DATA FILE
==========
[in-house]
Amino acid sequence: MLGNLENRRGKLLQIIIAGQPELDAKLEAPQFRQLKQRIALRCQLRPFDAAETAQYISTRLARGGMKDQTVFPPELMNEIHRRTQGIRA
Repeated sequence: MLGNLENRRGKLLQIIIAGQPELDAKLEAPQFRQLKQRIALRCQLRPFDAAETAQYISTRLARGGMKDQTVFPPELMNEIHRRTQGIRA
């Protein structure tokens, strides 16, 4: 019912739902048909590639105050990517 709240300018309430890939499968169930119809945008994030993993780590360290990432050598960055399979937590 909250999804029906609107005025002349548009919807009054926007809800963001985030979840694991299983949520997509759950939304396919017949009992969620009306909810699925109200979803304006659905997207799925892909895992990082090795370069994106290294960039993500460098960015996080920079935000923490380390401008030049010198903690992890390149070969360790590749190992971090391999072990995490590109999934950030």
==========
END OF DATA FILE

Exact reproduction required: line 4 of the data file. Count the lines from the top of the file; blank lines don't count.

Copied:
């Protein structure tokens, strides 16, 4: 019912739902048909590639105050990517 709240300018309430890939499968169930119809945008994030993993780590360290990432050598960055399979937590 909250999804029906609107005025002349548009919807009054926007809800963001985030979840694991299983949520997509759950939304396919017949009992969620009306909810699925109200979803304006659905997207799925892909895992990082090795370069994106290294960039993500460098960015996080920079935000923490380390401008030049010198903690992890390149070969360790590749190992971090391999072990995490590109999934950030």